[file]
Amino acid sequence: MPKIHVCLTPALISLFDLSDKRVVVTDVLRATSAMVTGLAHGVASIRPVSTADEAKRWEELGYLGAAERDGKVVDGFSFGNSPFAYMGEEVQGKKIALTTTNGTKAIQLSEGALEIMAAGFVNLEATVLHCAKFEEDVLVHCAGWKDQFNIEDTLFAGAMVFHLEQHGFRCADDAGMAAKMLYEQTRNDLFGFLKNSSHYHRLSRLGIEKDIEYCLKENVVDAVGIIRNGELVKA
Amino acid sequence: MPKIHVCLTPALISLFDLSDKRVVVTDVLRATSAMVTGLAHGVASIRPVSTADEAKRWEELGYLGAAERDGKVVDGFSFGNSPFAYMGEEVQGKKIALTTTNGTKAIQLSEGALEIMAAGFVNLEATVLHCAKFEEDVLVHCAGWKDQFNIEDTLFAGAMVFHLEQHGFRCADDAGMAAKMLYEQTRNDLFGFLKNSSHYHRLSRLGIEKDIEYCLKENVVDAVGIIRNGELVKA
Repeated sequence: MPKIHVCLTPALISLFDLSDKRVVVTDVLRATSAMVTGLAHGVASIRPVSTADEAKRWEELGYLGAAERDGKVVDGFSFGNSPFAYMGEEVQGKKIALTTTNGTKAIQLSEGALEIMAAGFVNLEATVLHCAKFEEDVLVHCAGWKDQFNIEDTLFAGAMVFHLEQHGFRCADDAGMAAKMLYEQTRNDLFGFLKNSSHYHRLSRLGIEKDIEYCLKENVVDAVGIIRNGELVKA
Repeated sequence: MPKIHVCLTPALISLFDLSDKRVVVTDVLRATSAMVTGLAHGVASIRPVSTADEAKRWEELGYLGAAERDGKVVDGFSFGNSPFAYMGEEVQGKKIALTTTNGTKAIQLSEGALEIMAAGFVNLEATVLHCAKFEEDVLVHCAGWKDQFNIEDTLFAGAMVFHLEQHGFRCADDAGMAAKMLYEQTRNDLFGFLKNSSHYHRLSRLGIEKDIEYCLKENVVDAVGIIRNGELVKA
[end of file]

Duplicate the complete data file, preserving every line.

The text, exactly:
Amino acid sequence: MPKIHVCLTPALISLFDLSDKRVVVTDVLRATSAMVTGLAHGVASIRPVSTADEAKRWEELGYLGAAERDGKVVDGFSFGNSPFAYMGEEVQGKKIALTTTNGTKAIQLSEGALEIMAAGFVNLEATVLHCAKFEEDVLVHCAGWKDQFNIEDTLFAGAMVFHLEQHGFRCADDAGMAAKMLYEQTRNDLFGFLKNSSHYHRLSRLGIEKDIEYCLKENVVDAVGIIRNGELVKA
Amino acid sequence: MPKIHVCLTPALISLFDLSDKRVVVTDVLRATSAMVTGLAHGVASIRPVSTADEAKRWEELGYLGAAERDGKVVDGFSFGNSPFAYMGEEVQGKKIALTTTNGTKAIQLSEGALEIMAAGFVNLEATVLHCAKFEEDVLVHCAGWKDQFNIEDTLFAGAMVFHLEQHGFRCADDAGMAAKMLYEQTRNDLFGFLKNSSHYHRLSRLGIEKDIEYCLKENVVDAVGIIRNGELVKA
Repeated sequence: MPKIHVCLTPALISLFDLSDKRVVVTDVLRATSAMVTGLAHGVASIRPVSTADEAKRWEELGYLGAAERDGKVVDGFSFGNSPFAYMGEEVQGKKIALTTTNGTKAIQLSEGALEIMAAGFVNLEATVLHCAKFEEDVLVHCAGWKDQFNIEDTLFAGAMVFHLEQHGFRCADDAGMAAKMLYEQTRNDLFGFLKNSSHYHRLSRLGIEKDIEYCLKENVVDAVGIIRNGELVKA
Repeated sequence: MPKIHVCLTPALISLFDLSDKRVVVTDVLRATSAMVTGLAHGVASIRPVSTADEAKRWEELGYLGAAERDGKVVDGFSFGNSPFAYMGEEVQGKKIALTTTNGTKAIQLSEGALEIMAAGFVNLEATVLHCAKFEEDVLVHCAGWKDQFNIEDTLFAGAMVFHLEQHGFRCADDAGMAAKMLYEQTRNDLFGFLKNSSHYHRLSRLGIEKDIEYCLKENVVDAVGIIRNGELVKA